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Our inspired Schools and Community Learning programme delivers a range of workshops and projects using the unique and fascinating collections found within our world-renowned Bishopsgate Library. Our workshops are suitable for learners of all ages and are used by wide variety of audiences from primary school pupils to pensioners.

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Culture and arts, heritage and history, ideas and independent thought all come together in our exciting events programmes. You can enjoy talks, walks, discussions and debates, or one of the many concerts that take place throughout the year.

Our regular blogs will give an added insight and perspective into our dynamic programme with content from speakers at our events.

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Situated in a Grade II* listed building, Bishopsgate Library’s beautiful reading room is a peaceful place to study that is open to all; a calm oasis amid the bustle of Spitalfields and the City. In our dedicated Researchers’ Area, you can consult our renowned printed and archival collections on London, labour, freethought and Humanism, co-operation, or protesting and campaigning.

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Our comprehensive range of short courses offer you the opportunity to discover, discuss and be inspired in a welcoming environment. Our courses are conveniently designed to take place throughout the day, including lunchtimes, after work and at weekends. We have five course strands, Arts and Culture, Words and Ideas, Languages, Performing Arts and Body & Exercise to choose from.

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Q&A with the WI

by Schools and Community on 19 / 04 / 2013

The Women’s Institute uncover questions and find the answers in our archives

EE WI members explore the archives

Over the last seven months a small but energetic, eager and committed group of women from the East End Women’s Institutehave been rummaging through our archives. This exploration of our treasure trove of archives came about as a result of attending three of our community learning workshops

Quiz booklet coverWith the passion for learning and sharing ignited, the group decided that they wanted to continue exploring our archives and share the curious facts and miscellanea uncovered. The results of their exploration have resulted in the Tower Hamlets Miscellany Quiz. Independent and team-based research, primarily relating to the group’s neighbourhood of Tower Hamlets, has created a booklet of 30 questions ranging from "Where in Tower Hamlets was the Magna Carta confirmed by Edward I" to "When did Tubby Isaacs’ stall in Whitechapel open?"

This is just a sneak preview of the questions in the booklet, which will be launched in October at a quiz night for the East End WI. Afterwards, the East End WI will share the quiz through its website, and copies of the booklet will be distributed to a range of groups such as historical societies, community and educational groups.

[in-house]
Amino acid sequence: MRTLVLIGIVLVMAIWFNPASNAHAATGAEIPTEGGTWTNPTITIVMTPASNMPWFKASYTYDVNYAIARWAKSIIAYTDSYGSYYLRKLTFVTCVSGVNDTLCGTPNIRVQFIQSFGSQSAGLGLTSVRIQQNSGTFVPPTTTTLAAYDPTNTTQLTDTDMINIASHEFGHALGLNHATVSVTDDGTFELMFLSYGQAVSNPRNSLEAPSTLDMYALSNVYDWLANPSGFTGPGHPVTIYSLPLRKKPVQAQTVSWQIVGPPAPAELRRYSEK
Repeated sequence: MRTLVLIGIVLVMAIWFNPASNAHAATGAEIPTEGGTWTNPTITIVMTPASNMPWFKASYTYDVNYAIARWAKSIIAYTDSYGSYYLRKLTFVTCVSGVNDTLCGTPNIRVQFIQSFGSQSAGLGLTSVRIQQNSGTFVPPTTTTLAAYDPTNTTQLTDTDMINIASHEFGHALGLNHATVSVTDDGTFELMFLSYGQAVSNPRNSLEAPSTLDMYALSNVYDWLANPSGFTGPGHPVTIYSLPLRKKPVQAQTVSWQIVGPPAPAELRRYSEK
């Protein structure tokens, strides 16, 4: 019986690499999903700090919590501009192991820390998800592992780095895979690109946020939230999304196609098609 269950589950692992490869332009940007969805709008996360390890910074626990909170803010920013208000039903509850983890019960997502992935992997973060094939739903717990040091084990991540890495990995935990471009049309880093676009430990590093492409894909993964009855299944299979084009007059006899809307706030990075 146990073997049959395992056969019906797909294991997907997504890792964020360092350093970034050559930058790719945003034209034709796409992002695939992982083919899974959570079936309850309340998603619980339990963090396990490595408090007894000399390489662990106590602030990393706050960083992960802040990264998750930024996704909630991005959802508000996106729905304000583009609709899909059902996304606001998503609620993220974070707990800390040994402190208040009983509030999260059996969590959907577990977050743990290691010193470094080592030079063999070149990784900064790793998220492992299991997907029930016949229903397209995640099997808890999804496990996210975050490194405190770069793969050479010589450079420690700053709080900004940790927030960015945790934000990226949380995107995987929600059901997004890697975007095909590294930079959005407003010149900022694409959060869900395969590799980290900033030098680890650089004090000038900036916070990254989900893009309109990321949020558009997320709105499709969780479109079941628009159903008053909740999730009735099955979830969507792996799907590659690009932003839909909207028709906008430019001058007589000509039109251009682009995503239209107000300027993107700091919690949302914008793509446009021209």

Colleen Bowen, Chair of East End Women’s Institute, said that not only was the project a great opportunity to examine archived documents and hear other women’s experiences of the East End, but also reflected the East End WI's ambition is to have fun, learn, share new skills and be creative.

Please click on the links if you or your group are interested in either our community learning programme or working in depth with us.

About the East End Women’s Institute

The East End Women’s Institute welcomes all women to share, learn and enjoy good company. It is a member of the National Federation of Women's Institute's, which plays a unique role in providing women with educational opportunities and the chance to build new skills, to take part in a wide variety of activities and to campaign on issues that matter to them and their communities.

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9 comments

Paul Hallam
Sounds like a great use of the Archive. I wonder if you know the 1983 film Bred and Born, by Mary Pat Leece and Joanna Davis, and to a much lesser extent, me. About three generations of women on an East London estate. I will be depositing some materials concerning the film in my Archive at the Institute soon, as well as materials and programs about many of the women's film events and activities at the old Four Corners in Roman Road.
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In France, in the outskirts, sbhbay places are rather a sign of poverty than of history : places forgotten, or just waiting to be pull down. In small towns, it's certainly mostly poverty again but maybe also that time runs in a different rythm and it doesn't seem so necessary to repaint a building every 10 years. Is it a sign of authenticity, I don't know I don't even exactly understand what you mean by it I perceive history as a movement, not as an ideal (?). And are we sure we remember exactly how thing were 20 or 30 years ago, or do we construct with our memories some world which is only ours, with some erased parts and emphasized ones?But yesterday I came by chance to a very budapest-like courtyard in Paris, quite a "twin" yard of one I had seen last summer, with a funny message under the passage, forbidding tenants to walk on the roofs during parties so history here is just an illusion, old inhabitants have dispeared long ago and are replaced by artists and students who may wear old fashioned clothes just to be in accordance with the walls. http://ksnvbiej.com [url=http://qiwaqb.com]qiwaqb[/url] [link=http://ikzlpwxlrxs.com]ikzlpwxlrxs[/link]
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